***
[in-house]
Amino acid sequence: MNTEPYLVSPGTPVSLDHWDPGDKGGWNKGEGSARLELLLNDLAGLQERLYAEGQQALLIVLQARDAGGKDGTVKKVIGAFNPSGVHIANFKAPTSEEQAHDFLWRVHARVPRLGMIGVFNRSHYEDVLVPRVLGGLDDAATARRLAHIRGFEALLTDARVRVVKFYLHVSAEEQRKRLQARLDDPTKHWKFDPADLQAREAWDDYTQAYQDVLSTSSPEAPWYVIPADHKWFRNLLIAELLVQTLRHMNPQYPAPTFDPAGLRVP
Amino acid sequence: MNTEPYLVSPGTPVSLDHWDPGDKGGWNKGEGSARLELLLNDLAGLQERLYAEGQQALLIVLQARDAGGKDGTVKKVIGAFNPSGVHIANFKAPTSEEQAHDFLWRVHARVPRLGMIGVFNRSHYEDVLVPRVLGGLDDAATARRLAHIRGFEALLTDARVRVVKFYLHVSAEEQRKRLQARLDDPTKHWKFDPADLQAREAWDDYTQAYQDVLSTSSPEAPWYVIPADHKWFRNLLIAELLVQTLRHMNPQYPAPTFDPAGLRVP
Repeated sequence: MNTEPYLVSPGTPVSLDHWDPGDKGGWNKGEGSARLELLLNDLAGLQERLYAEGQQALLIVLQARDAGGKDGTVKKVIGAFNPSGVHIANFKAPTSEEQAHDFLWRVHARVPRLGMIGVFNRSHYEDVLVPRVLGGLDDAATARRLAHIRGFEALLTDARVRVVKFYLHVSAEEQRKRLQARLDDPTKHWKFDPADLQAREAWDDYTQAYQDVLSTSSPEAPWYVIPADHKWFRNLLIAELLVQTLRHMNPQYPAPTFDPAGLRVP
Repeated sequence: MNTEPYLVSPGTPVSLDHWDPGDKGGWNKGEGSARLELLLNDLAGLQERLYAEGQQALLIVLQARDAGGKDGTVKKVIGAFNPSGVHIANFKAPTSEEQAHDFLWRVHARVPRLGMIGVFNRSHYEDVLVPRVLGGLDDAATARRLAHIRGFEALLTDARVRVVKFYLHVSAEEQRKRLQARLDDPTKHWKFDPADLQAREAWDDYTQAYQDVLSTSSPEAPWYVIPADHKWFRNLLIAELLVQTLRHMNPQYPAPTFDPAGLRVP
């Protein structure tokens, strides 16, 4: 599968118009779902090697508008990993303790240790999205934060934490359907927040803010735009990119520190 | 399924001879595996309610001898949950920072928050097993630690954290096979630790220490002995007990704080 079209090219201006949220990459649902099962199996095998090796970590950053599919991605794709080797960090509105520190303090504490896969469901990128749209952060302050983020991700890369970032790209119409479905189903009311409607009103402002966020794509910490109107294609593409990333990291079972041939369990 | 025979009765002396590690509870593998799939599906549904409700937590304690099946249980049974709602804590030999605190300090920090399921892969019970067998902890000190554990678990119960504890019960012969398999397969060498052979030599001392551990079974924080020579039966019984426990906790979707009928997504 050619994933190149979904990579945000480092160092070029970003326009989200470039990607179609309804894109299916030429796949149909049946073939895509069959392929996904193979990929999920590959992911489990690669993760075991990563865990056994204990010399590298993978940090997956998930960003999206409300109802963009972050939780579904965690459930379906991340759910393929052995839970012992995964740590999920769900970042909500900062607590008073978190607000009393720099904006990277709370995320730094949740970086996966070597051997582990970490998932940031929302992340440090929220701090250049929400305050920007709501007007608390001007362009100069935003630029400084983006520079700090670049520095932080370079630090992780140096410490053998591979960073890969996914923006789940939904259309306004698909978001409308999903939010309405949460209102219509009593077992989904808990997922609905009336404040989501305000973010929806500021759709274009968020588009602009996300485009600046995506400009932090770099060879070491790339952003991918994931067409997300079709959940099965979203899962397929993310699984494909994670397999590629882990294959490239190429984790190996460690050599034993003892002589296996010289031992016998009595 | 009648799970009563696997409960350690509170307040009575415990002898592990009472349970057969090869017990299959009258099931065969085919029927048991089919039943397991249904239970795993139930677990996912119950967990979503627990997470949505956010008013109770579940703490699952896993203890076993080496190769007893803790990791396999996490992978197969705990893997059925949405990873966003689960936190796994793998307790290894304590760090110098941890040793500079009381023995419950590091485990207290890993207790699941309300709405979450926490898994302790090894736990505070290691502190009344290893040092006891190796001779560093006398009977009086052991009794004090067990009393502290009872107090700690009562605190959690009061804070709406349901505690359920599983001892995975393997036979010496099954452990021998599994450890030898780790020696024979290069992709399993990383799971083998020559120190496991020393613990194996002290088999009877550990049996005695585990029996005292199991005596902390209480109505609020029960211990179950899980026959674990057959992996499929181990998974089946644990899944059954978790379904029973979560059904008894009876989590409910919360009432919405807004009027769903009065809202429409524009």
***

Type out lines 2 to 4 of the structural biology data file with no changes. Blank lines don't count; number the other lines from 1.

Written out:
Amino acid sequence: MNTEPYLVSPGTPVSLDHWDPGDKGGWNKGEGSARLELLLNDLAGLQERLYAEGQQALLIVLQARDAGGKDGTVKKVIGAFNPSGVHIANFKAPTSEEQAHDFLWRVHARVPRLGMIGVFNRSHYEDVLVPRVLGGLDDAATARRLAHIRGFEALLTDARVRVVKFYLHVSAEEQRKRLQARLDDPTKHWKFDPADLQAREAWDDYTQAYQDVLSTSSPEAPWYVIPADHKWFRNLLIAELLVQTLRHMNPQYPAPTFDPAGLRVP
Amino acid sequence: MNTEPYLVSPGTPVSLDHWDPGDKGGWNKGEGSARLELLLNDLAGLQERLYAEGQQALLIVLQARDAGGKDGTVKKVIGAFNPSGVHIANFKAPTSEEQAHDFLWRVHARVPRLGMIGVFNRSHYEDVLVPRVLGGLDDAATARRLAHIRGFEALLTDARVRVVKFYLHVSAEEQRKRLQARLDDPTKHWKFDPADLQAREAWDDYTQAYQDVLSTSSPEAPWYVIPADHKWFRNLLIAELLVQTLRHMNPQYPAPTFDPAGLRVP
Repeated sequence: MNTEPYLVSPGTPVSLDHWDPGDKGGWNKGEGSARLELLLNDLAGLQERLYAEGQQALLIVLQARDAGGKDGTVKKVIGAFNPSGVHIANFKAPTSEEQAHDFLWRVHARVPRLGMIGVFNRSHYEDVLVPRVLGGLDDAATARRLAHIRGFEALLTDARVRVVKFYLHVSAEEQRKRLQARLDDPTKHWKFDPADLQAREAWDDYTQAYQDVLSTSSPEAPWYVIPADHKWFRNLLIAELLVQTLRHMNPQYPAPTFDPAGLRVP